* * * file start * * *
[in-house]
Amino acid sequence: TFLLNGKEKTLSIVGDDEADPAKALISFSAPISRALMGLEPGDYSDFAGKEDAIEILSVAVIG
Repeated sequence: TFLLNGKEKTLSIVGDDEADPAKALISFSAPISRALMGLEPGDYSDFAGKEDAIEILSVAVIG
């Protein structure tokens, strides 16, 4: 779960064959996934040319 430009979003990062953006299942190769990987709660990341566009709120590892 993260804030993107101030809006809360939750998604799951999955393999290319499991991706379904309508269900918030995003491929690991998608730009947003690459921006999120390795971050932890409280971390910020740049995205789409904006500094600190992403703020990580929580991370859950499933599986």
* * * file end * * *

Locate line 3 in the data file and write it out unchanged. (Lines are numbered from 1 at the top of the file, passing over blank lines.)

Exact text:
Repeated sequence: TFLLNGKEKTLSIVGDDEADPAKALISFSAPISRALMGLEPGDYSDFAGKEDAIEILSVAVIG